Baltimore County Councilman Kevin Kamenetz, whose district includes Lutherville-Timonium, plans to introduce legislation next month to ban a legal substance that mimics the effects of marijuana.
Kamenetz, who is seeking the Democratic nomination for county executive in the Sept. 14 primary election, said he is worried about the substance, called K2 or "spice," because there is no age restriction on who can purchase it.
"I have two small children and I view this as a real problem," said Kamenetz, who announced his proposal recently across the street from Peace of Sunshine store in Catonsville. "The state legislature only meets 90 days a year and the federal government has not taken on this issue so it's up to the local government to step in and take swift action."
Peace of Sunshine used to sell K2 along with the store's assortment of tie-dyed shirts, jewelry, incense and glass pipes. Other "head shops" in the Lutherville-Timonium area do not sell the substance.
Peach of Sunshine's owner, Lawrence J. Zwick, said his shop sells legal products and that he believes it is unfair for the government to single out K2.
"I'm a believer in selling anything as long as it's legal," said Zwick, a 44-year-old retired Coast Guard warrant officer who opened Peace of Sunshine about four years ago.
Kamenetz, a former prosecutor, wants his legislation to make it illegal to sell, buy, own, buy or distribute K2, or any similar products that mimic marijuana. Penalties for violators of the proposed legislation would a fine of up to $500 and/or 60 days in jail.
K2 showed up in the United States about a year ago and several states have already banned the synthetic substance. Locally, stores in Ocean City have cooperated with a request by police there to voluntarily take K2 off the shelves.
The American Association of Poison Centers has reported more than 1,000 calls about K2 this year, up from less than 100 in 2009, according to its Web site.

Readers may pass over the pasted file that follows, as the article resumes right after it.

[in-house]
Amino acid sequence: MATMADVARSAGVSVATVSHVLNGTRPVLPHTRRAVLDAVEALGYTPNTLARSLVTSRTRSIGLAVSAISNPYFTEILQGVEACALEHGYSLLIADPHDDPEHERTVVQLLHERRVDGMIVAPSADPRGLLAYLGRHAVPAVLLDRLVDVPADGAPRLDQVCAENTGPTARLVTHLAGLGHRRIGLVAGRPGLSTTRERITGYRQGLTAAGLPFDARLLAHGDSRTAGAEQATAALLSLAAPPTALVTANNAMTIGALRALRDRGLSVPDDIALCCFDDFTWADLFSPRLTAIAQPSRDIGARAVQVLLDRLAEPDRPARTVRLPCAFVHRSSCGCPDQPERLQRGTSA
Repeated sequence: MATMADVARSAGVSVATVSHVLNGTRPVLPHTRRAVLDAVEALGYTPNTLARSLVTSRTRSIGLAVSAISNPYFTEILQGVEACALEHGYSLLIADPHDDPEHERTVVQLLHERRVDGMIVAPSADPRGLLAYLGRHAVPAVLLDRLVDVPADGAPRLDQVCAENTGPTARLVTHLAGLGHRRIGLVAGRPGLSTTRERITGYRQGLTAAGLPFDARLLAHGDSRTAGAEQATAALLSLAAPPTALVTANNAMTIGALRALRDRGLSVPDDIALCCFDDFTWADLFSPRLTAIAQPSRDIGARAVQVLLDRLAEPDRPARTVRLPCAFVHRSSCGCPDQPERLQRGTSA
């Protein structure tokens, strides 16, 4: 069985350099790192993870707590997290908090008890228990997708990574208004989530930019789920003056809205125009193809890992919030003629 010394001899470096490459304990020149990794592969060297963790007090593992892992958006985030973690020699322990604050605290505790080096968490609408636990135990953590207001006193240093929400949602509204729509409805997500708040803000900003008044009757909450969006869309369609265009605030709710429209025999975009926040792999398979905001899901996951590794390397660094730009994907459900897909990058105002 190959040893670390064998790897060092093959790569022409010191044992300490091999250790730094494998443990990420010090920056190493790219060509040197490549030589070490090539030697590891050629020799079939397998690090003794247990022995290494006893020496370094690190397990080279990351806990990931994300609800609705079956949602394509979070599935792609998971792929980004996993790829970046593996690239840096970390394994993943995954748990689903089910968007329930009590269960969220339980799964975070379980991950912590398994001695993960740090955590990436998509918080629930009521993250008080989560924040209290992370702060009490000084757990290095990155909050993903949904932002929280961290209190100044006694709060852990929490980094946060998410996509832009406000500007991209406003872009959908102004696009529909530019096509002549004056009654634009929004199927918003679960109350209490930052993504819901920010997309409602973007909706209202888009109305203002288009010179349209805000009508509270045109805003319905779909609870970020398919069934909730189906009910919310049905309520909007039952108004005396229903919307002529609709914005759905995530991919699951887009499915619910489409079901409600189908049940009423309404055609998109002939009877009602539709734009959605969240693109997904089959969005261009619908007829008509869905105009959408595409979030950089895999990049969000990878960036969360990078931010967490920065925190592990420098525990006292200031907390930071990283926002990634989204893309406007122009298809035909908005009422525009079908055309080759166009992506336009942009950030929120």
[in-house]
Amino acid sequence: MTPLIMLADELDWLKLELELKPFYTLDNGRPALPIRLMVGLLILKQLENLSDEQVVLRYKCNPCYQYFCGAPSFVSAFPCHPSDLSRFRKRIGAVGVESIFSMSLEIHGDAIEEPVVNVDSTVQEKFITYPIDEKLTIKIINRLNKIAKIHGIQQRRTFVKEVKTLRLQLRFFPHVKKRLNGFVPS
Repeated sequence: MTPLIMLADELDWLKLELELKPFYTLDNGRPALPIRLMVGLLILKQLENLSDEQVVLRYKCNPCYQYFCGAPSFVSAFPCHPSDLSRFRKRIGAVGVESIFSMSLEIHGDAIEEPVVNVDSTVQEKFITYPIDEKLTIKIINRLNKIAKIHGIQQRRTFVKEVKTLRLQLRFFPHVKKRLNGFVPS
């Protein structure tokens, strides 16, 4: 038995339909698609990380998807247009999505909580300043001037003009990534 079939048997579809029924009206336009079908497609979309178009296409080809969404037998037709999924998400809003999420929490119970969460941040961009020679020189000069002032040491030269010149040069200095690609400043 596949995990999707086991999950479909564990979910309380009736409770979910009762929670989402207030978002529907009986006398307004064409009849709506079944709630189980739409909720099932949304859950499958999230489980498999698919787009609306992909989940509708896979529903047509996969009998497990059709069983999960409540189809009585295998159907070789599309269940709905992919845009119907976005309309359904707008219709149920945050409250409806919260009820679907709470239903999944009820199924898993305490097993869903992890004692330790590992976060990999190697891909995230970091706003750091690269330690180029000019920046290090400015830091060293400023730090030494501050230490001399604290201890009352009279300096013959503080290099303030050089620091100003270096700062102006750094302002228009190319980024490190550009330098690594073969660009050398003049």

An herbal marijuana substitute, K2 is a blend of herbs sprayed with a synthetic marijuana-like drug. While no deaths have been reported from ingesting K2, its users describe suffering from a variety of symptoms including agitation, dizziness, nausea, vomiting, tremors and chest pain in some cases.
The product is marketed as incense or potpourri and is sold for about $20 a gram, or more than five times the price for marijuana.
"The problem is this product isn't regulated and we don't know everything about its effects," said David Goldman, chief of the Bureau of Behavioral Health for the Baltimore County Health Department. "But we do know that anytime you ingest anything into your lungs or smoke a synthetic substance that's not healthy.
Goldman added: "This product is available at a relatively inexpensive cost and people need to be aware of its effects and how powerful it can be."
County Councilman Joe Bartenfelder, who is also seeking the Democratic nomination for county executive, supports the legislation. However, he believes much more needs to be done.
"Passing the legislation just in Baltimore County is just taking a Band-Aid approach to the issue," Bartenfelder said. "If we ban it in Baltimore County, then people can just go to Harford or Anne Arundel or Baltimore City and buy it there. We really need a statewide ban once the legislature meets again in Annapolis."
As for Zwick, he says he has already sold his last bag of K2. But, he's not entirely happy about it as he made up to $5,000 a week in sales of the product since January. He believes he is a victim of election-year politics as the county and state have far greater issues to deal with.
"I'll miss the sales and it will be a great loss of income," Zwick said. "Baltimore has one of the highest rates of heroin users in the country and I have politicians grandstanding about spice outside my store. What's a bigger issue people stepping on used heroin needles at a park or someone buying spice?"